It was a nice Monday morning. I was having a conversation with a client who I’d been training for a couple of months. It had been a year of self-discovery for me. My mind pondered about what gives us real purpose and what really matters in life.
In the middle of our session, I said, “Susan, you know what I found out recently?”
She said, “What?”
“That the foundation of health is love, it is to feel truly connected with one another in compassion. Doesn’t it make a lot of sense?”
She looked at me and said, “Valeria, can you get the mat for my next glute workout?”
We continued with the session as if there were no comment made and no questions asked.
If you are like me and are inclined to engage in physical activity, integrating fitness and spirituality is essential. For many, many years I struggled to answer the question, “How do I take good care of my body but not fall for preconceptions about physical attractiveness and health?”
The answer was very simple, yet also highly complex and paradoxical. The closer you live to your spiritual heart, the less you tend to engage in purely physical activities and beautifying methods, even if they promote a healthy body and high self-esteem. This is because your spirit knows that sickness, old age, and death are inevitable. The time we have on earth is too limited to concern ourselves with the impermanent aspect of our existence. Every second becomes a valuable chance to recognize our true nature and to realize who we are in the spiritual reality.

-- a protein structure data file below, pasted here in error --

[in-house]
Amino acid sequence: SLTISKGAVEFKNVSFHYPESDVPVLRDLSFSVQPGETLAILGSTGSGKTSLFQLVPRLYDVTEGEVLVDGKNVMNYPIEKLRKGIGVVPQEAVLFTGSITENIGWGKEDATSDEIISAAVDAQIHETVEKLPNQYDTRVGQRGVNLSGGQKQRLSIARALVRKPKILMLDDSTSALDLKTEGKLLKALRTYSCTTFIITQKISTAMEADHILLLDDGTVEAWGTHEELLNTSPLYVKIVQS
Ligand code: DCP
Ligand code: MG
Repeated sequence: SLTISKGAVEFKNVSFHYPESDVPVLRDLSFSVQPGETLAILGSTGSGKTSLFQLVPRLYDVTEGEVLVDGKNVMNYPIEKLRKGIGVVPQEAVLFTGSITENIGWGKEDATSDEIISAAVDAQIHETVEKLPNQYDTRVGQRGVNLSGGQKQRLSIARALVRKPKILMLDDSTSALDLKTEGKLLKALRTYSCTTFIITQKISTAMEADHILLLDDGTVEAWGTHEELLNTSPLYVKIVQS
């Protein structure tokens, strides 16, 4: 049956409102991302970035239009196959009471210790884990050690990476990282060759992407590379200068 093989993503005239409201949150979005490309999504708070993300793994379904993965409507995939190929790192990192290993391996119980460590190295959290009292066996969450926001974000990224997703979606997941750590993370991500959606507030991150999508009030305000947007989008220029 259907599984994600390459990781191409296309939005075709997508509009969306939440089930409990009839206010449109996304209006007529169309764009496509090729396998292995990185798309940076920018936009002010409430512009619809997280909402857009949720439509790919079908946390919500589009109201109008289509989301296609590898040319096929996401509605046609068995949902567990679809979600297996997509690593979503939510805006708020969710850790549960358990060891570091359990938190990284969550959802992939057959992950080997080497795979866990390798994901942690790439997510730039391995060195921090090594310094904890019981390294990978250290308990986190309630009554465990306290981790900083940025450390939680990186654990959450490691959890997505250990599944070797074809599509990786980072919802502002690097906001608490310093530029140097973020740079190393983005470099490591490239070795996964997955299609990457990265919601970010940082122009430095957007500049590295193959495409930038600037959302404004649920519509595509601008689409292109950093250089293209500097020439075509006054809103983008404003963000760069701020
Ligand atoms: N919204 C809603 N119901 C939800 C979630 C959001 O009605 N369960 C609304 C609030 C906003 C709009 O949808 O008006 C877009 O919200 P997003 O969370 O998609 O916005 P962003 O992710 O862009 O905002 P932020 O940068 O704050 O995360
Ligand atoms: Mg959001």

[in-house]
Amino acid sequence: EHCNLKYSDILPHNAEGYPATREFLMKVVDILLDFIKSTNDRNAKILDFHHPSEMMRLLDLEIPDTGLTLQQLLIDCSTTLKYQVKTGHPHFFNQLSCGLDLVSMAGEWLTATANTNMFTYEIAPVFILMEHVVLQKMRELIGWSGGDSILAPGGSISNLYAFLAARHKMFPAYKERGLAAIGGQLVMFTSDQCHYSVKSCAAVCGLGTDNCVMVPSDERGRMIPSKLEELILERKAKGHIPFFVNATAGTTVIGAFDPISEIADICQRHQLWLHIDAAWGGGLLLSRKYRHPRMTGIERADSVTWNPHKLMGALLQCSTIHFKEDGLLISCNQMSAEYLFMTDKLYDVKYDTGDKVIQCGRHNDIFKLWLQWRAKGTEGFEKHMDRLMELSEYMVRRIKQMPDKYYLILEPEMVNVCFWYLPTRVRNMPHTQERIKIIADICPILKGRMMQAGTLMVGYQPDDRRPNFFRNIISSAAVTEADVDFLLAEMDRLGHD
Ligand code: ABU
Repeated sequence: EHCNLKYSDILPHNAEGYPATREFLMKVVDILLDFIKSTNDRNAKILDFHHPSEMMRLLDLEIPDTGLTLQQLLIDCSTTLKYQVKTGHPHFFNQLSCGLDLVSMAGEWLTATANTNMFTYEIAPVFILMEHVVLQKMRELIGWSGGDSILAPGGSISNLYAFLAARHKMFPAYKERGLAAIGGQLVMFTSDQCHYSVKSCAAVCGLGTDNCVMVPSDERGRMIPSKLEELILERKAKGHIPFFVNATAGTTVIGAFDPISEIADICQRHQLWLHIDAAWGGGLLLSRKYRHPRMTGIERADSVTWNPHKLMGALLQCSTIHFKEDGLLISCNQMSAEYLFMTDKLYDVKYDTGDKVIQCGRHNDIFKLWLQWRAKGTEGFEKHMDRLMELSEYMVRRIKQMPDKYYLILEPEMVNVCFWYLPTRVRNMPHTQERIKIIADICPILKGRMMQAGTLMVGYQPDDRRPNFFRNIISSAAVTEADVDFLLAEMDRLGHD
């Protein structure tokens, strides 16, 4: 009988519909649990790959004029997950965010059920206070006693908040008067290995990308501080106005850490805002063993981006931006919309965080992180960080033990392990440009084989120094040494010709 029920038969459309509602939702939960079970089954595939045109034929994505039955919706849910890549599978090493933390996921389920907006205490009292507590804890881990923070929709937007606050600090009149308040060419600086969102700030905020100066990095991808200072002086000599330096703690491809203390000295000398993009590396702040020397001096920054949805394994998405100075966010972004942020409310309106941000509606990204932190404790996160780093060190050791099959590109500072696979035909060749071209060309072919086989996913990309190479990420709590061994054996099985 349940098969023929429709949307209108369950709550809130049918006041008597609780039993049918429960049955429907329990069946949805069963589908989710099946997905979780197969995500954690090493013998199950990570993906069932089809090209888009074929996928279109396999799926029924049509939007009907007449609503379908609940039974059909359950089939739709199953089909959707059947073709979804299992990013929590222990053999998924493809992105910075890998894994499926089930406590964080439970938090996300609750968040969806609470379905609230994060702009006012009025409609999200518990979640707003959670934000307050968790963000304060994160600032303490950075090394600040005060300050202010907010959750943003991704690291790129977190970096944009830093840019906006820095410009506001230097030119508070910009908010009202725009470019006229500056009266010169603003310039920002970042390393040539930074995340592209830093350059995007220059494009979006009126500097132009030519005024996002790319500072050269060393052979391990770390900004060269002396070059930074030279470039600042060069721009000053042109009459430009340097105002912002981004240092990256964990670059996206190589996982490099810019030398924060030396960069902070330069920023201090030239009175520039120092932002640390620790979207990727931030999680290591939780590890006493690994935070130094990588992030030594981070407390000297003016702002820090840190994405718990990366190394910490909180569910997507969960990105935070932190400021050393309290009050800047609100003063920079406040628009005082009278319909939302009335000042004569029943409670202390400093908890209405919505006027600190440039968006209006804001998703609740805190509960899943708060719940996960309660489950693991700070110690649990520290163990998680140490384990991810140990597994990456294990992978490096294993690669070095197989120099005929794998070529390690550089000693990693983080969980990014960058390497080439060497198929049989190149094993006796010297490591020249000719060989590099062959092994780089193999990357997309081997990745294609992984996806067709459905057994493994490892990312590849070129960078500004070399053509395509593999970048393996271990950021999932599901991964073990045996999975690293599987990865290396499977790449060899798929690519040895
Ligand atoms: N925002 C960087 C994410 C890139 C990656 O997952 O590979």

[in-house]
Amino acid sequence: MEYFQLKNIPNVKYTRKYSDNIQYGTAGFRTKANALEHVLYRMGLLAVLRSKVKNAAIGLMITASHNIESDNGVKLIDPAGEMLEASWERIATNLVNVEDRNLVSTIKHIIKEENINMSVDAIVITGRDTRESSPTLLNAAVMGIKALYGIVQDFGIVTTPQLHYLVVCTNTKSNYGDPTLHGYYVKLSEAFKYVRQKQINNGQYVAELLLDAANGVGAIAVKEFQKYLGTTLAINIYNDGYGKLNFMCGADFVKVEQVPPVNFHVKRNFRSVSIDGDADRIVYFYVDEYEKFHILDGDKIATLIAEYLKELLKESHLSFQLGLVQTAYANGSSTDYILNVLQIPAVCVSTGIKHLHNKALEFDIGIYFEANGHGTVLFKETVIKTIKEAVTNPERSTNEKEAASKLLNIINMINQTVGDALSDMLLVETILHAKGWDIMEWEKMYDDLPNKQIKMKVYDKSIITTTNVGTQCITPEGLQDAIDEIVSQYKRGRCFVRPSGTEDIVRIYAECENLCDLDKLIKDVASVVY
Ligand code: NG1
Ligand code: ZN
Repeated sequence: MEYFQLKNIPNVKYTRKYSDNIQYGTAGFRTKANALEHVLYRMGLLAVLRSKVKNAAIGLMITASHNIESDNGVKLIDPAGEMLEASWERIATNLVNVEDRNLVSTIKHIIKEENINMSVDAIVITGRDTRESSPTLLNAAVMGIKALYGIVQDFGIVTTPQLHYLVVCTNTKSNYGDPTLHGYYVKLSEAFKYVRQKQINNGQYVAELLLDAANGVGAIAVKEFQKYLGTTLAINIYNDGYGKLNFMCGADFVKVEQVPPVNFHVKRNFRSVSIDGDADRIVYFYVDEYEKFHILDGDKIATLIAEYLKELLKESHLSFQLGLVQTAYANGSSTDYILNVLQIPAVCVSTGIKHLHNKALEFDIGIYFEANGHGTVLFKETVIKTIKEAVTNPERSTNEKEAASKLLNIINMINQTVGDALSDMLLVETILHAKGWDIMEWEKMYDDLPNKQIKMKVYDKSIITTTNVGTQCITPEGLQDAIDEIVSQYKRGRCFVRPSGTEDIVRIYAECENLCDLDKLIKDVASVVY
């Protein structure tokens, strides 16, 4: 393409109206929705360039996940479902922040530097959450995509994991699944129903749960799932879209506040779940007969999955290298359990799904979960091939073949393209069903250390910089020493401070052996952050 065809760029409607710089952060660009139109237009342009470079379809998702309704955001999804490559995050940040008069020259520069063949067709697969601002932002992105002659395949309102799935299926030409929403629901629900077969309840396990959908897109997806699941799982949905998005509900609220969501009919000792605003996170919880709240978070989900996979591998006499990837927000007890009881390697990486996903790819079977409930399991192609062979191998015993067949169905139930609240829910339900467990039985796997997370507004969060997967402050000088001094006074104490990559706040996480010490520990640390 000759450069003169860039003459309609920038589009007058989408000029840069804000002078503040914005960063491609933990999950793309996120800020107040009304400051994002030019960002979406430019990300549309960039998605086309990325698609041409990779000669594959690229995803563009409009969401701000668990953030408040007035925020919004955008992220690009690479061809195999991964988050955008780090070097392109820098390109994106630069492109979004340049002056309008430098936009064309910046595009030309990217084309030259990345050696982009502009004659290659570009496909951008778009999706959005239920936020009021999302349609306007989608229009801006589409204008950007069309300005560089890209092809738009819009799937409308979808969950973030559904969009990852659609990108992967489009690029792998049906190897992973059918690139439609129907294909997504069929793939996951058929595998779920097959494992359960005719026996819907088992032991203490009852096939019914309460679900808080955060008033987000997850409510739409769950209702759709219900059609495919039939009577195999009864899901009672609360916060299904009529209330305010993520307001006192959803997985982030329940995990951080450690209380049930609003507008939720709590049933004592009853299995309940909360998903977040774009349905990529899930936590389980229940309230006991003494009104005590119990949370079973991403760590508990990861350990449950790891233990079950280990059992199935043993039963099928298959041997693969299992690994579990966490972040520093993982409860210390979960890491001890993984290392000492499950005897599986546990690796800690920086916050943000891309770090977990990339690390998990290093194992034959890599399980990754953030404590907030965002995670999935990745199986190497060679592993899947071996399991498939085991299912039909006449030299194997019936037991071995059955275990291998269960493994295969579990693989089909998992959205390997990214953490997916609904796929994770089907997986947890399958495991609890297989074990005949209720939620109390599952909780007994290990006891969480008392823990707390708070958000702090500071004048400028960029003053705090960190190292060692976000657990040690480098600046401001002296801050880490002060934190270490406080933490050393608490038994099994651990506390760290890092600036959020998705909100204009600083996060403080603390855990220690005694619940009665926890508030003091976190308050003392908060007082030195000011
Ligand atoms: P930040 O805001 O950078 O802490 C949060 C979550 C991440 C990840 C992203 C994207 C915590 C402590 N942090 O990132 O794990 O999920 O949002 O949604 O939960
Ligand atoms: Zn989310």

When you know that there is a lot more to you than a body and a thinking mind, but you don’t know how to access that deeper part, you end up struggling between the two. This journey in limbo can be interesting, especially because it can teach you to have compassion for your own body. The paradox is that even giving attention to thoughts about fitness and health can lead you to believe that you are a physical being whose psychological needs must be met in order to feel good or to be whole. At this level, you are not living a spiritual existence yet.